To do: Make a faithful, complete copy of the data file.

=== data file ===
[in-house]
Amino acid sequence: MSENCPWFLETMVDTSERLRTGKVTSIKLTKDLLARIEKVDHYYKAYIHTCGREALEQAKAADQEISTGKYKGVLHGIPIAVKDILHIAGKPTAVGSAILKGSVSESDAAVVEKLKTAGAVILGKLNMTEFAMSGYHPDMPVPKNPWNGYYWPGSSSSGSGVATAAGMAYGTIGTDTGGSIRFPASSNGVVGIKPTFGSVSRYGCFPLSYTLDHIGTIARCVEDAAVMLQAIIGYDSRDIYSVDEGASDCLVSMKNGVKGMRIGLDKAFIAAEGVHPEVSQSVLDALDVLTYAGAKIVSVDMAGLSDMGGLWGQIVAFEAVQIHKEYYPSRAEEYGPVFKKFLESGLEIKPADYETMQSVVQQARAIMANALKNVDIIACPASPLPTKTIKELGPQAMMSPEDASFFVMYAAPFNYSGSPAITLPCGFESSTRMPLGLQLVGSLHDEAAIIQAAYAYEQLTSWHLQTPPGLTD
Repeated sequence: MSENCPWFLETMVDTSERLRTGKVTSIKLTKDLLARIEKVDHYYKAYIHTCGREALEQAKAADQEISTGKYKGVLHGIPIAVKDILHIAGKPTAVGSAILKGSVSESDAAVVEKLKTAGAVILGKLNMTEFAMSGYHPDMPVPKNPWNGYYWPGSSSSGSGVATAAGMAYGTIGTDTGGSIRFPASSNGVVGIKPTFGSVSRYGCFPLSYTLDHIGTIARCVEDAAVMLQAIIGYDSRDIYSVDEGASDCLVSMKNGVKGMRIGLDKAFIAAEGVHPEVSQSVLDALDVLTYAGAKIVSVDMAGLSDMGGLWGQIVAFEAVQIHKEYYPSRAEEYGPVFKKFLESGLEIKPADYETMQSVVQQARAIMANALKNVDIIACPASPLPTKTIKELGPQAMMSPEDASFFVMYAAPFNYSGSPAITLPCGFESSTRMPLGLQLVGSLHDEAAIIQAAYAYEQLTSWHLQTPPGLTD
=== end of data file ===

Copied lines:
[in-house]
Amino acid sequence: MSENCPWFLETMVDTSERLRTGKVTSIKLTKDLLARIEKVDHYYKAYIHTCGREALEQAKAADQEISTGKYKGVLHGIPIAVKDILHIAGKPTAVGSAILKGSVSESDAAVVEKLKTAGAVILGKLNMTEFAMSGYHPDMPVPKNPWNGYYWPGSSSSGSGVATAAGMAYGTIGTDTGGSIRFPASSNGVVGIKPTFGSVSRYGCFPLSYTLDHIGTIARCVEDAAVMLQAIIGYDSRDIYSVDEGASDCLVSMKNGVKGMRIGLDKAFIAAEGVHPEVSQSVLDALDVLTYAGAKIVSVDMAGLSDMGGLWGQIVAFEAVQIHKEYYPSRAEEYGPVFKKFLESGLEIKPADYETMQSVVQQARAIMANALKNVDIIACPASPLPTKTIKELGPQAMMSPEDASFFVMYAAPFNYSGSPAITLPCGFESSTRMPLGLQLVGSLHDEAAIIQAAYAYEQLTSWHLQTPPGLTD
Repeated sequence: MSENCPWFLETMVDTSERLRTGKVTSIKLTKDLLARIEKVDHYYKAYIHTCGREALEQAKAADQEISTGKYKGVLHGIPIAVKDILHIAGKPTAVGSAILKGSVSESDAAVVEKLKTAGAVILGKLNMTEFAMSGYHPDMPVPKNPWNGYYWPGSSSSGSGVATAAGMAYGTIGTDTGGSIRFPASSNGVVGIKPTFGSVSRYGCFPLSYTLDHIGTIARCVEDAAVMLQAIIGYDSRDIYSVDEGASDCLVSMKNGVKGMRIGLDKAFIAAEGVHPEVSQSVLDALDVLTYAGAKIVSVDMAGLSDMGGLWGQIVAFEAVQIHKEYYPSRAEEYGPVFKKFLESGLEIKPADYETMQSVVQQARAIMANALKNVDIIACPASPLPTKTIKELGPQAMMSPEDASFFVMYAAPFNYSGSPAITLPCGFESSTRMPLGLQLVGSLHDEAAIIQAAYAYEQLTSWHLQTPPGLTD